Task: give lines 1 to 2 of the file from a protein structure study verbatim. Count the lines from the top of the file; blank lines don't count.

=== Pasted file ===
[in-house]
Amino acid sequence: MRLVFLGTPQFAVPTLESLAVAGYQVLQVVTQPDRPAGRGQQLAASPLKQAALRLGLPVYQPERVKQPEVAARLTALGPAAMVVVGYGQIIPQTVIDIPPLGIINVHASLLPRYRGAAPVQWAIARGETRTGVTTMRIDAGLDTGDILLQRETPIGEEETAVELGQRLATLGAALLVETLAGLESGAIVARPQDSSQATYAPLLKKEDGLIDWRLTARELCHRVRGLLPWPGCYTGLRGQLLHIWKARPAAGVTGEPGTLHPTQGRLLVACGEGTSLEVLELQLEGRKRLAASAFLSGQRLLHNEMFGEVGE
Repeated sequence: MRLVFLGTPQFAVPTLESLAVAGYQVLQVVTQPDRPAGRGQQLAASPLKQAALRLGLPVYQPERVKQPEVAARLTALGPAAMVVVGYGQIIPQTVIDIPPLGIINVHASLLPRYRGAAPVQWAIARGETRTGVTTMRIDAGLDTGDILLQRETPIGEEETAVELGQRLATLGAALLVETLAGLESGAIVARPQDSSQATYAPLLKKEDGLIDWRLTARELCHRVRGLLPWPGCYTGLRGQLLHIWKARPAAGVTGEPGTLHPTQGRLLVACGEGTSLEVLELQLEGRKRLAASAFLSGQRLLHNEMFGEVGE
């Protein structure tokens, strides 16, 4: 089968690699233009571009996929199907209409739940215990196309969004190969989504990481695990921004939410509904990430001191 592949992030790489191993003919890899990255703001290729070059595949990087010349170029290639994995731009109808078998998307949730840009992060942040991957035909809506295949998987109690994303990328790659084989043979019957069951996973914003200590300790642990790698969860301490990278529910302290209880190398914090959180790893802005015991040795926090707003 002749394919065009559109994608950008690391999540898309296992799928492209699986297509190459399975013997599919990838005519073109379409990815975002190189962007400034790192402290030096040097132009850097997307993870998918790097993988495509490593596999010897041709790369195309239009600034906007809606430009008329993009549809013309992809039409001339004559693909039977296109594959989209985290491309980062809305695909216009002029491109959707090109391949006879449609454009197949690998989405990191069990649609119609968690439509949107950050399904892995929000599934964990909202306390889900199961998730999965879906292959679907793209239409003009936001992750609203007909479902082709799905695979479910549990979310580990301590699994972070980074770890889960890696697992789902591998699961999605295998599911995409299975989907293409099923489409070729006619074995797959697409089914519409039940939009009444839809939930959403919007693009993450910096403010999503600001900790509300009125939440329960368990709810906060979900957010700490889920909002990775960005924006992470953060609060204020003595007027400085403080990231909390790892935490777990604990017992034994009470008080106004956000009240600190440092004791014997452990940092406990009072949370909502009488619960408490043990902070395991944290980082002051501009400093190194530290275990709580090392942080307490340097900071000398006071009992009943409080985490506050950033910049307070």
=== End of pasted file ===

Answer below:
[in-house]
Amino acid sequence: MRLVFLGTPQFAVPTLESLAVAGYQVLQVVTQPDRPAGRGQQLAASPLKQAALRLGLPVYQPERVKQPEVAARLTALGPAAMVVVGYGQIIPQTVIDIPPLGIINVHASLLPRYRGAAPVQWAIARGETRTGVTTMRIDAGLDTGDILLQRETPIGEEETAVELGQRLATLGAALLVETLAGLESGAIVARPQDSSQATYAPLLKKEDGLIDWRLTARELCHRVRGLLPWPGCYTGLRGQLLHIWKARPAAGVTGEPGTLHPTQGRLLVACGEGTSLEVLELQLEGRKRLAASAFLSGQRLLHNEMFGEVGE